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Ah, for crying out loud. Had to be some mistake. Back in the good old days, when men were men and a dollar was a dollar, sure. But now? Then it occurred to me. Obviously there’d been a mixup. The international currency exchange confused loonie with toonie.

«Did not.»

Did so.

«Did not.»

Did _

«No, this time you listen. You’ve never let me get my two cents in. I really did make it to par. Doesn’t matter, though, because I’ve quit giving a damn whether you care or not. Why should I?cheap nfl jerseys You’ve never shown any confidence in me.»

Confidence in the Canadian dollar? Good one! A real laugher, big thigh slapper, yuks all around.

«Shut up. It’s always been about you. When was the last time you paid any interest in me?»

Interest? Oh, let’s see now. Mortgage, car payments, credit card balances.

I’ve tried. Goodness knows I’ve tried. Read all the books about raising a dollar, I did. Take care of your money, the experts said. So I did, and what happened? Bada bing, bada boom _ that dollar’s gone. Put your dollars to work for you, they advised. Same deal exactly, never to be seen again. They’re all the same. You can’t change a dollar. Well, OK, you can, but what I meant was, as far as two way loyalty goes _

«Just so you know, a lot of folks think I’m going even higher.»

I asked the dollar if it was high now.

Yeah. That and forty five cents will buy me a cup of coffee, and I told the worthless little dollar as much.

Worthless. It was a word that cut deep, for a piece of legal tender, a mean word that I immediately regretted. Both the dollar and I fell silent. Where, oh, where, had it all gone so very wrong between us?.

Military looks to drugs for battle readiness

When Navy fighter pilot «Maverick» and his sidekick «Goose» declare «I feel the need the need for speed!» in the box office hit «Top Gun,» they’re speaking about the capabilities of their fast and furious F 14 Tomcat.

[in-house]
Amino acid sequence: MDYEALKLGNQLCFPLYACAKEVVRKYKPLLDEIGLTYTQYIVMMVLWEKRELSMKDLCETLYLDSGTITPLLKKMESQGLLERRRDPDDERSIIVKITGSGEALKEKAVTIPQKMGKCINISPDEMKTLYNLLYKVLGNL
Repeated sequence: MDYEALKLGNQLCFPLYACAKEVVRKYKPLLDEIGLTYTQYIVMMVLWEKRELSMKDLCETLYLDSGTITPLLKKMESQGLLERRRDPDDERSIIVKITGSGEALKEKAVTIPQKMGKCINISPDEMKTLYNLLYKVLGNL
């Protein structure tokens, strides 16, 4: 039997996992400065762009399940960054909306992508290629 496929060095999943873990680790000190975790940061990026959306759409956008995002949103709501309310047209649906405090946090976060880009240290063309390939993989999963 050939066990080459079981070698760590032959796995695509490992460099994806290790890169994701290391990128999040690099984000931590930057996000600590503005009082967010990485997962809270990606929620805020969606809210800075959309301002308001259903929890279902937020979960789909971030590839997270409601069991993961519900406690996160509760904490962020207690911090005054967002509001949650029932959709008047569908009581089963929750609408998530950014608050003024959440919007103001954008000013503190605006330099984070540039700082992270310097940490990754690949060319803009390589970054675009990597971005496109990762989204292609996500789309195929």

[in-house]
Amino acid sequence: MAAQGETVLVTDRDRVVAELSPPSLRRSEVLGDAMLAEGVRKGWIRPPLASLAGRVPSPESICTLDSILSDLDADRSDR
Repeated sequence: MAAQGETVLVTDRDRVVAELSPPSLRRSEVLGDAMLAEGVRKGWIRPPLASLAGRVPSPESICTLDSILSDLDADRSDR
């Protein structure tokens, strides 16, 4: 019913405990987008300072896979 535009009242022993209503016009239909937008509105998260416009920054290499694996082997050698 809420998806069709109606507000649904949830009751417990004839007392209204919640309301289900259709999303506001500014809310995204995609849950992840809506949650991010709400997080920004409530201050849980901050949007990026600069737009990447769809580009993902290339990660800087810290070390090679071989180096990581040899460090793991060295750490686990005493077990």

In the air war over Afghanistan, «the need for speed» may have taken on quite a different meaning.

«Speed» is the well known nickname for amphetamines, the controversial and potentially harmful drug some American pilots are taking in order to enhance their performance. Despite the possibility of addiction and potential side effects that include hypertension and depression, such drugs are needed, military officials believe, in order to stay alert and focused especially on long range bombing missions. Such flights can mean nine hours or more alone in expensive, high performance aircraft.

Amphetamines follow a pattern that goes back at least 40 years to the early days of the Vietnam War further back if one counts strong military coffee as a stimulant. But they’re also part of a new trend that foresees «performance enhancements» designed to produce «iron bodied and iron willed personnel,» as outlined in one document of the US Special Operations Command, which oversees the elite special operations troops that are part of all the military services.

Indeed, the ability to keep fighting for days at a time without normal periods of rest, to perform in ways that may seem almost superhuman (at least well beyond the level of most people in today’s armed services), is seen by military officials as the key to success in future conflicts.

«The capability to resist the mental and physiological effects of sleep deprivation will fundamentally change current military concepts of ‘operational tempo’ and contemporary orders of battle for the military services,» states a document from the Pentagon’s Defense Advanced Research Projects Agency (DARPA). military employments.»

A ‘radical approach’

What’s called for, according to DARPA, is a «radical approach» to achieve «continuous assisted performance» for up to seven days. This would actually involve much more than the «linear, incremental and . limited» approaches of stimulants like caffeine and amphetamines.